A month has passed since the events in Dark Love and Max is preparing to deal with the passing of his Aunt Flora May. What he isn’t prepared for is entering the world of faeries and dragons. The Jumble, the ancient wood just beyond the family farm, is in crisis. The fae are missing and the Witch of the Wood is dead. Can the Circle move past their grief and defeat the menace in the depths of the Pit? Will the secret of the Water Stone be revealed? And most importantly, will there be tea?
The Bear, the Witch & the Web is the second book in “The Live Oak Tales,” a contemporary fantasy/paranormal series set in the wider Stories from Bennett Bay collection by Stephen del Mar.
[Max is at his aunt’s memorial service and hiding on the back kitchen stairs, when he hears the following.]
The sound of Innes Callahan’s voice in the kitchen brought Max back to the present. “Have you seen Max?”
Dieter responded, “Not in a while. Are you really looking for him?”
There was a sigh. “Yes and no. I need to chat with you and I don’t want him to over hear us. And it’s going to be sunset in about half an hour. We’ll need to get people outside soon.”
Again there was a pause, then Innes asked in such a hushed voice Max had to move down a step and lean in to hear him. “Did you bring it?”
Dieter whispered back, “All we had. It’s not much. I expected to get more this trip. What the hell’s going on? There’s something wrong with the Faes.”
There was a shuffling sound and then two kitchen chairs scraped across the wooden floor. Max eased down another step. If he went any further, they’d see him.
Innes asked, “What’s happening?”
“I don’t really know or understand. A little over a week ago Bix started acting strange. Then he went into some kind of faerie coma. You know how they’re connected, so Zon is flipping out. He’s wasting away too. I’ve tried to talk to them and all I get is waves of terror. It’s numbing. Boris tried and ended up in a fetal position on the ground sobbing. Yanko and Tucker had to pull him away.”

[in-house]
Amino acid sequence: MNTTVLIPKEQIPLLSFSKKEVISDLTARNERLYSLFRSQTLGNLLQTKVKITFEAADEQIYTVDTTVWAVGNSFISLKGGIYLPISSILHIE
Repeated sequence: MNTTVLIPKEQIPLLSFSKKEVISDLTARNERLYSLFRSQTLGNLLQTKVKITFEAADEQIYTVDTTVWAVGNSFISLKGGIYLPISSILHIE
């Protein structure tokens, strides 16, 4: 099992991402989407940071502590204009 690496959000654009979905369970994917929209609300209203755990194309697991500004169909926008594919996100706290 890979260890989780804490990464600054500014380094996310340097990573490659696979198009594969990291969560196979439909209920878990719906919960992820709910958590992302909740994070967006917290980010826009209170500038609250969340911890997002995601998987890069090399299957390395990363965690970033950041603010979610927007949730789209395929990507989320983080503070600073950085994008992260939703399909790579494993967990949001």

“What about Tucker?” Innes asked. “He’s always had a bizarrely close rapport with them?”
“I think that makes it worse. He started puking and trembling. Meg freaked out and will not let him anywhere near the water garden now.”
“Shit, so nothing?”
Dieter said, “The only thing we’ve been able to get is something’s happened to the Water Stone Clan. That makes sense right? Bix is a Water Stone Fae, and they’re all connected. The Esperanza Clan is connected to them through Zon and him.” Dieter paused, then said, “But what the hell is it? Where’d they go?”
Innes didn’t say anything for a moment. Max leaned back against the wall of the stairwell. He expected more of this nonsense from Innes, but Dieter? What in the hell were they talking about? There was renewed intensity in Innes’ voice as he asked, “Your farm—have you seen the Reinhold Clan?”
“First thing Yanko and I did. Hell, I drove the Jeep right out to the pond.”
“Nothing. They wouldn’t say anything. Just waves of agitation, but it didn’t have the intensity like with Zon and his bros. And I think the tea’s wearing off so we can’t communicate properly. We haven’t had any since you called. What have you done?”
A chair creaked. “I don’t know what to do. We tried an attracting spell.”
Dieter asked, “What’s that?”
There was a pause, then, Innes said in an even lower whisper, “Starfire, me, and Janos had sex on top of the Water Stone.”
“You did what?”
“Hush,” Innes said.
Dieter whispered, “Will that work if you’ve been off the tea?”